“In the development of our law, two principles have striven for mastery. The first is the protection of property: no one can give a better title than he himself possesses. The second is the protection of commercial transactions: the person who takes in good faith and for value without notice should get a good title. The first principle held sway for a long time but it has been modified by the common law itself and by statute so as to meet the needs of our times.”

Nemo dat is also related to the principle of “first in time is first in right.”  Here the classic problem is someone, A, who transfers his or her interest to B and then turns around, and out of mistake or worse, transfers to C.  Who owns the property?  According to the nemo dat principle, it would be B, because A had rights to transfer when A transferred to B.  Now B has the rights.  When A later transfers to C, A has no rights to transfer and hence by nemo dat C gets nothing.  Of course C could sue A, but A in such situations will often (not coincidentally) have fled the jurisdiction or be judgment-proof.  There are situations in which C could prevail over B, but nemo dat and its first-in-time implications are the baseline.

The nemo dat principle rests on a vision of a chain of transactions.  Current owners must be able to trace their ownership back in time through a series of legitimate transfers (ideally) to an act of legitimate original acquisition.  Later we consider ways in which the law cuts off the need for this tracing to an ultimate root of title.  But the tracing itself can prove to be quite complicated, as illustrated by the following case.

IMPLEMENTATION OF MAXIM IN INDIA

Section 27: Sale by person not the owner.-Subject to the provisions of this Act and of any other law for the time being in force, where goods are sold by a person who is not the owner thereof and who does not sell them under the authority or with the consent of the owner, the buyer acquires no better title to the goods than the seller had, unless the owner of the goods is by conduct precluded from denying the seller’s authority to sell.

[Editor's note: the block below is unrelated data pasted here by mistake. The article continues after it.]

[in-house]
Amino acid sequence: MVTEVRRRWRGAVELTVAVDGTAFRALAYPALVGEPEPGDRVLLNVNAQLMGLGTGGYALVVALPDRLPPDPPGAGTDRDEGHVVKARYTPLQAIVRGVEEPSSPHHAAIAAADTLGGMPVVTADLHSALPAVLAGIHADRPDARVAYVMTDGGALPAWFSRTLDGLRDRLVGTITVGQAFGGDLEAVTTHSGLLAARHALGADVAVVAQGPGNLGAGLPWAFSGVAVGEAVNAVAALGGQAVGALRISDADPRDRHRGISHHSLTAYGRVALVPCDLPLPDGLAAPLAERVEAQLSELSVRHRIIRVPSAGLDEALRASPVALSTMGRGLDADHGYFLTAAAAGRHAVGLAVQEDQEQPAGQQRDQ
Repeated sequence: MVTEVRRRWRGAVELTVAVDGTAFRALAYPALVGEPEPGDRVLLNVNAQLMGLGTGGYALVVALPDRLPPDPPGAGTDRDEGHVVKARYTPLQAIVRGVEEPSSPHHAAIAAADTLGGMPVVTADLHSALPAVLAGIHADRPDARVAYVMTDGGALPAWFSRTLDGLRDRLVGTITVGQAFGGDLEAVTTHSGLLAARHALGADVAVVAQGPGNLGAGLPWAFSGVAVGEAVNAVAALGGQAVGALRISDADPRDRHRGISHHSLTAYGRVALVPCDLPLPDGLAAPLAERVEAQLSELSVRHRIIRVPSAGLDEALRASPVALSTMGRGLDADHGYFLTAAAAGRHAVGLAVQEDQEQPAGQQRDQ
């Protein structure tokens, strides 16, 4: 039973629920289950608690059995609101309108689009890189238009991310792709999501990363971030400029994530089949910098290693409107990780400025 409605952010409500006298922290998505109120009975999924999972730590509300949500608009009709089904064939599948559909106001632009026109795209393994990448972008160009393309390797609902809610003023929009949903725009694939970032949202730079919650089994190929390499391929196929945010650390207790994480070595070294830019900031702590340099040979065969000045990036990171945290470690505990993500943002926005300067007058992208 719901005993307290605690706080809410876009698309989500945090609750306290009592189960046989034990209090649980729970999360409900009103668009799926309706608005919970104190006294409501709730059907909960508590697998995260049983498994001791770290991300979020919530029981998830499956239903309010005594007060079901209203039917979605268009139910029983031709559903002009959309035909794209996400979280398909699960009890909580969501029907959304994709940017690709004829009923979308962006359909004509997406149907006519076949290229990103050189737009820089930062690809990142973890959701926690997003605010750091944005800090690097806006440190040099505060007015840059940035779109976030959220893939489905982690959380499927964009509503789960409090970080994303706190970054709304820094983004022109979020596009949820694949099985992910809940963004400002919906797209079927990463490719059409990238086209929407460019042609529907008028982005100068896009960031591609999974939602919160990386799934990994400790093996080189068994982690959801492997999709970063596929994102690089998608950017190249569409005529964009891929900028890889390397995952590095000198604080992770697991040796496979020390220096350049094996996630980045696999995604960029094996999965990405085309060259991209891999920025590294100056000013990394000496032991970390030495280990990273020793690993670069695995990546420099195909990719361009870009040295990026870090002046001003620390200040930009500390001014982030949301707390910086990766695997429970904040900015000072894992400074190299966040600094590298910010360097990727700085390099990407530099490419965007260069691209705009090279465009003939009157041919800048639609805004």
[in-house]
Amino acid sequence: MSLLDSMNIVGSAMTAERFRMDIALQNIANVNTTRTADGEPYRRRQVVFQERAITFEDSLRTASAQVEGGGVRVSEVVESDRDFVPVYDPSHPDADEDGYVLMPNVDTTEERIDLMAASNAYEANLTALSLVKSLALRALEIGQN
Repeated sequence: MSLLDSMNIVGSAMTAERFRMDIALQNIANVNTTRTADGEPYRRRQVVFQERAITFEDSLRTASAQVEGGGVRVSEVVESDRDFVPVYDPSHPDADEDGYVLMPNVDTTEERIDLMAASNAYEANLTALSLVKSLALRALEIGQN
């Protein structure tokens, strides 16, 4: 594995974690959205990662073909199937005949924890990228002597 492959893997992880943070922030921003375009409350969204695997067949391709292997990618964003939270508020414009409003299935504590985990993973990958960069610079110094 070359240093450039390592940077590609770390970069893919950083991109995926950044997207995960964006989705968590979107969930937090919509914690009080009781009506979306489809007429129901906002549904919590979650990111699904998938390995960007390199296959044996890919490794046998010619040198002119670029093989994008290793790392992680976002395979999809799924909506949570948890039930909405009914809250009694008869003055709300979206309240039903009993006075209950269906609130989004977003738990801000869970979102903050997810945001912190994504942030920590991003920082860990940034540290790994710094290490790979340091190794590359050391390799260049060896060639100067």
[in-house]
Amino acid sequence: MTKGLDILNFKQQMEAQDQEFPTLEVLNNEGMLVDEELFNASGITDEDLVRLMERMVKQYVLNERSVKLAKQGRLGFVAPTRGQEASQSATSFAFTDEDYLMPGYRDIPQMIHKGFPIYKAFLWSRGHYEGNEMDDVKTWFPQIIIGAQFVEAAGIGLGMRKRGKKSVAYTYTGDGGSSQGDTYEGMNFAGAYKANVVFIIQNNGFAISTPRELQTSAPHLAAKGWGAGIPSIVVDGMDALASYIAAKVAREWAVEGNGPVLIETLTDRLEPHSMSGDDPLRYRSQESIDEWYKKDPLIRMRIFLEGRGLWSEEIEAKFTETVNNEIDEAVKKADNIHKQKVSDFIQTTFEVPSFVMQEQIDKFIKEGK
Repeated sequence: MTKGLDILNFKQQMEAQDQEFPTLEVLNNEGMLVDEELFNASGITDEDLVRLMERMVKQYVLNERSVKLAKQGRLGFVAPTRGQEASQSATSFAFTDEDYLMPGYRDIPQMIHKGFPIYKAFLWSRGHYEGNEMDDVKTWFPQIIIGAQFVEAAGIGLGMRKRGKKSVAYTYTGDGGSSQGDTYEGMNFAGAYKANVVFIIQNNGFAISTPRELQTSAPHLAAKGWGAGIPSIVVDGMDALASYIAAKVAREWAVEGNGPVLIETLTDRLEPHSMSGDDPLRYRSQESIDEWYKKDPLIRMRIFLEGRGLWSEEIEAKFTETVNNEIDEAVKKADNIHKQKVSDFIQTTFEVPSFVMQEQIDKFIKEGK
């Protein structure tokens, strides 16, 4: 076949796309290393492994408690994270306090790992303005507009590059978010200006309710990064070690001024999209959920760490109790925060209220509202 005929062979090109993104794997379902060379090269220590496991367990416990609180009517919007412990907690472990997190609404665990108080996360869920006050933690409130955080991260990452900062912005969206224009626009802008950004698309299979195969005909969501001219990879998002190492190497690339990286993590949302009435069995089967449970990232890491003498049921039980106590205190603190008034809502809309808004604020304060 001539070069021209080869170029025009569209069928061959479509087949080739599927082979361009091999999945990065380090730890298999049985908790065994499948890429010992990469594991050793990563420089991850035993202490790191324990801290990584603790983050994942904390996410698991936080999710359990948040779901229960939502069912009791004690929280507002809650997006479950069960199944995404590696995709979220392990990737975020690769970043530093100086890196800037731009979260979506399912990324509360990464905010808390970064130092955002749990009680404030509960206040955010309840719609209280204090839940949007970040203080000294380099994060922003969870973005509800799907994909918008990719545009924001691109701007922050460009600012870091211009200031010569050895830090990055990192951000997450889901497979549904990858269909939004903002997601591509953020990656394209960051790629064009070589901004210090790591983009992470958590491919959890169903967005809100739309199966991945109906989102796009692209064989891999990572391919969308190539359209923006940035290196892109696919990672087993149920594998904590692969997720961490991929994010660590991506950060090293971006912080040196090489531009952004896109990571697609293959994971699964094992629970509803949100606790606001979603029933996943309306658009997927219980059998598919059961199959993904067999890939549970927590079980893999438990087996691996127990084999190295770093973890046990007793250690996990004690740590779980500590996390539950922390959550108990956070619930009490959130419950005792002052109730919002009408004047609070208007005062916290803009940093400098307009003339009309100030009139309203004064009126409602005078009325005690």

Provided that, where a mercantile agent is, with the consent of the owner, in possession of the goods or of a document of title to the goods, any sale made by him, when acting in the ordinary course of business of a mercantile agent, shall be as valid as if he were expressly authorised by the owner of the goods to make the same, provided that the buyer act is good faith and has not at the time of the contract of sale notice that the seller has no authority to sell.

Section 27, as a general rule, tries to protect the interest of the true owner when it provides that where the goods are sold by a person who is not the owner thereof and who does not sell them under the authority or with the consent of the owner, the buyer acquires no better title to the goods than the seller has.

If the title of the seller is defective, the buyer’s title will also be subject to the same defect. The rule does not imply that buyer’s title will always be a bad one. What it means is that the buyer cannot acquire a superior title to that of the seller. If a thief disposes of stolen goods, the buyer of such goods has the same title as the seller had. Similarly, where a person taking goods on hire- purchase basis sells them before he had paid all the instalments, the owner can recover the goods from the transferee, on default of payment, in the same way as he could have recovered them from the person to whom they had been given on the hire purchaser basis. [ii]